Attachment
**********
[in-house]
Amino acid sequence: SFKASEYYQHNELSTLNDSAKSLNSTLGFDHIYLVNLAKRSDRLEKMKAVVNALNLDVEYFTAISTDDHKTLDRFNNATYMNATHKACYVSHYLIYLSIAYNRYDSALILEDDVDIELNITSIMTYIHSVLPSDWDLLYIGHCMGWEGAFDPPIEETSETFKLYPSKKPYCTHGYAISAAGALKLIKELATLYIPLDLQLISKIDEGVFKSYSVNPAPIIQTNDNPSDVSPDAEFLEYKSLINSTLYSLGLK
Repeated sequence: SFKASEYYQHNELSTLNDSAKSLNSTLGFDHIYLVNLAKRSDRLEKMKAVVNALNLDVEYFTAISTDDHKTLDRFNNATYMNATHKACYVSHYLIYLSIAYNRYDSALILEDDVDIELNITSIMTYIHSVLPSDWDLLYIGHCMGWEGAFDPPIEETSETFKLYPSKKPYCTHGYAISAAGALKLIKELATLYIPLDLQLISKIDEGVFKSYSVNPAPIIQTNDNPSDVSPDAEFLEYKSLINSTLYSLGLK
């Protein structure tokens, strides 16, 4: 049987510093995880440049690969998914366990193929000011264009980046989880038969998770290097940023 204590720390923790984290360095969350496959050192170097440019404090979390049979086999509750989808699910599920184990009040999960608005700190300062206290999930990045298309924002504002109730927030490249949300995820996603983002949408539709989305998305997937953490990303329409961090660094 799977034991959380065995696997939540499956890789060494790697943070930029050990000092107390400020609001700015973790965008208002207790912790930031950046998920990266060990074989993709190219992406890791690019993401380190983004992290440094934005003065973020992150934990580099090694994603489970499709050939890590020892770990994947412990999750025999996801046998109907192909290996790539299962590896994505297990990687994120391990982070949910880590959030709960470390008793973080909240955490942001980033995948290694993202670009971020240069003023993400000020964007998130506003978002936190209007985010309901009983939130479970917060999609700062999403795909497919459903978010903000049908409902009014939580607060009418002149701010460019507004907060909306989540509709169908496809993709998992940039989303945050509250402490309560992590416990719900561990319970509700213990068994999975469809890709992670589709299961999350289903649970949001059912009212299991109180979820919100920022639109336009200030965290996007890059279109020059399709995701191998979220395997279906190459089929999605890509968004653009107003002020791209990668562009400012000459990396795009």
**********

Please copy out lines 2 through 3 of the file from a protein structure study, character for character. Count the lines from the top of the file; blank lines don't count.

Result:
Amino acid sequence: SFKASEYYQHNELSTLNDSAKSLNSTLGFDHIYLVNLAKRSDRLEKMKAVVNALNLDVEYFTAISTDDHKTLDRFNNATYMNATHKACYVSHYLIYLSIAYNRYDSALILEDDVDIELNITSIMTYIHSVLPSDWDLLYIGHCMGWEGAFDPPIEETSETFKLYPSKKPYCTHGYAISAAGALKLIKELATLYIPLDLQLISKIDEGVFKSYSVNPAPIIQTNDNPSDVSPDAEFLEYKSLINSTLYSLGLK
Repeated sequence: SFKASEYYQHNELSTLNDSAKSLNSTLGFDHIYLVNLAKRSDRLEKMKAVVNALNLDVEYFTAISTDDHKTLDRFNNATYMNATHKACYVSHYLIYLSIAYNRYDSALILEDDVDIELNITSIMTYIHSVLPSDWDLLYIGHCMGWEGAFDPPIEETSETFKLYPSKKPYCTHGYAISAAGALKLIKELATLYIPLDLQLISKIDEGVFKSYSVNPAPIIQTNDNPSDVSPDAEFLEYKSLINSTLYSLGLK